6) Dusty Springfield- Windmills of your mind - One of the finest female vocalists ever in my humble opinion. This track is taken from the peerless Dusty in Memphis album originally realised in 1969. The album was a commercial failure upon its release but has since been revered as one of the most important soul albums recorded. The way that she embraces and caresses the lyrics takes this song into a whole new dimension. Couple the voice with the sublime arrangement- The sweeping strings and the gorgeous flamenco pickings make this a sophisticated classic

7) Japan- Ghosts - I remember hearing this as a kid on the radio and being completely blown away by its incredible strangeness. I was a little skinhead at the time so admitting that I liked this track was strictly verboten! Thankfully this has graduated from a forbidden pleasure to an open and honest relationship over the years. I still marvel at the eeriness of the electronics combined with David Sylvain’s completely individual vocals

8) - The Specials- Ghost Town - The original and still one of the best.

The Specials will always hold a special place in my heart (you’ll notice that there are a few of these). This record was a perfect indictment of Thatcherite Britain, which is sadly, as relevant today in relation to Cameroon and his cronies. I wasn’t lucky enough to see The Specials in their original incarnation but, have been lucky enough to see them on three occasions since they reformed. Every time has been an occasion of deep personal joy.

9) Sabres of Paradise- Wilmot - Weatherall and Dub- A match made in Heaven. No surprise that the Guvnor has made it into my selection and again it could have been anyone of number of tunes. I’ve long held a deep affinity with Reggae and Dub in particular, so this choice was perfect. This is by far the better version then contained within the excellent ‘Haunted Dancehall’ album. The production and the layered vocals add an air of menace that is intoxicating.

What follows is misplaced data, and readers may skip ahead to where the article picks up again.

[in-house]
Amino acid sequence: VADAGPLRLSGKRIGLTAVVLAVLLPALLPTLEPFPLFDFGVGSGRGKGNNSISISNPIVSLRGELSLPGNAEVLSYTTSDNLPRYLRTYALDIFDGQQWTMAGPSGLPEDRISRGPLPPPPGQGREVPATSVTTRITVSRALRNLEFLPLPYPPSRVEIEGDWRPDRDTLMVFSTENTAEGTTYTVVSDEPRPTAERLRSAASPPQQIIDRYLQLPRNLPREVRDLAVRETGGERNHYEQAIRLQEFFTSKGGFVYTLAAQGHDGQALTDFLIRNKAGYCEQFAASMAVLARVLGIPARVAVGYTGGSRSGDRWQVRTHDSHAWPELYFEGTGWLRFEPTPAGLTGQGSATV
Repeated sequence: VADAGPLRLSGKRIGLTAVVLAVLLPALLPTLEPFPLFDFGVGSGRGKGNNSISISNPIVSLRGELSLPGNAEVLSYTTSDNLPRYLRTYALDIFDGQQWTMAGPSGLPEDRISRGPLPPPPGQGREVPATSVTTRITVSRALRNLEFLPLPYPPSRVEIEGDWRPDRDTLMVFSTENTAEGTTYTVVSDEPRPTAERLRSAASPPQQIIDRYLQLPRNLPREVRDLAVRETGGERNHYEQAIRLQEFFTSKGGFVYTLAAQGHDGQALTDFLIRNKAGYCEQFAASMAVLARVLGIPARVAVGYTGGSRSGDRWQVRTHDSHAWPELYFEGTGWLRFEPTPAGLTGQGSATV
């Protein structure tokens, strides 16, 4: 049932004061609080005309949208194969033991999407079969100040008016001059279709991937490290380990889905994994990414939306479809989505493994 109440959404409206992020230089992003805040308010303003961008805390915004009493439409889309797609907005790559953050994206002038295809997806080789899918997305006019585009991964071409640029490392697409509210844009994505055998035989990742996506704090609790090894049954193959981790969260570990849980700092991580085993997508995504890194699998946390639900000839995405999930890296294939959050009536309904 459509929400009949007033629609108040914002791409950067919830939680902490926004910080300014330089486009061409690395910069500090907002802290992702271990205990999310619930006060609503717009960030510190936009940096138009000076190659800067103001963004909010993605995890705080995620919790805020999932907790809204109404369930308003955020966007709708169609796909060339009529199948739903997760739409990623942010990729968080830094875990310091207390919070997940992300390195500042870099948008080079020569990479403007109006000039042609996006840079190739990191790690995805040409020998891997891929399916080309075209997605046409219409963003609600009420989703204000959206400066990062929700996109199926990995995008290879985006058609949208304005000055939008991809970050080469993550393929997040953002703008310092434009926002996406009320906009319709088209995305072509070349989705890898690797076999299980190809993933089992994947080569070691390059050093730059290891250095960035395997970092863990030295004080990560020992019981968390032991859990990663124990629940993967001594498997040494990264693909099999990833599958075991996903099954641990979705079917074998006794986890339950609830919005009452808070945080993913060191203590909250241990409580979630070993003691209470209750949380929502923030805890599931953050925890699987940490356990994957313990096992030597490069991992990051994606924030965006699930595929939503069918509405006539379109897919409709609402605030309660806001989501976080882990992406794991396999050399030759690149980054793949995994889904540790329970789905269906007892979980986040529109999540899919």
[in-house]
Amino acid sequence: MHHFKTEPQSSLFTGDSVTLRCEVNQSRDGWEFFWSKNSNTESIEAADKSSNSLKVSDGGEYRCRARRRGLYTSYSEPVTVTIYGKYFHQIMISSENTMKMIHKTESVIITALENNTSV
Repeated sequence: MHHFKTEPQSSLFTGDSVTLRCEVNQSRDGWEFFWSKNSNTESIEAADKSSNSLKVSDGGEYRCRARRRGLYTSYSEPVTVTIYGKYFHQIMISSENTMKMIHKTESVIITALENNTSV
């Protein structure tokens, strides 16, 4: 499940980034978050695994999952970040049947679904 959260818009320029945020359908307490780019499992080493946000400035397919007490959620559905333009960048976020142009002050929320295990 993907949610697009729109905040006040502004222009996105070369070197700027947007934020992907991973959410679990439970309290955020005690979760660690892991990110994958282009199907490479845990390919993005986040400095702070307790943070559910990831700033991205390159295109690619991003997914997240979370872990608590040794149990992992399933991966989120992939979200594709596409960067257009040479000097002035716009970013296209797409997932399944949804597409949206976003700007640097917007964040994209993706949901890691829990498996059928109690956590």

10) Massive Attack Vs Mad Professor- Bumper Ball Dub - Two of my favourite artists. ‘Who knows that secret of the Master Tape’? Was probably the first Dub album that I bought (along with Scientist ‘Rids the world of the evil curse of the Vampires ? Scientist takes Massive Attacks version and dub’s it into a whole new dimension. Forward the Bass. Forward the Treble!

11) Talvin Singh & Rakesh Chaurasia- Heaven - Sunrise over the Ganges.

12) Tom Middleton- Sea of Glass - Tom Middleton has been one of favourite produces since I heard Global Communications seminal 76:14 album. No matter the style Tom always imbues his music with such a clarity and depth of emotional warmth. This is taken from the sublime Lifetracks album. If you don’t own this album, I can only ask Why not ?

13) The Style Council- It’s a very deep Sea - Paul Weller (along with the Specials) has been the musical foundations upon which everything else has been built. The record showcases just what a great vocalist Weller is, with the lyrics unsparingly honest. The simple accompaniment of Mick Talbot on piano and D.C. Lee’s backing vocals provide a masterpiece of blue eyed soul.

14) Omar- There’s nothing like this - The Voice. One of the best bass lines ever recorded. Pure Class.

15) Orange Juice- Rip it up - Another record that has remained with my since my youth. Fast forward to Despecio @ Camden Roundhouse in 2014- still energising the whole dancefloor. Wibblywobblyfunkiness.

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    • Type: Podcast
    • United Kingdom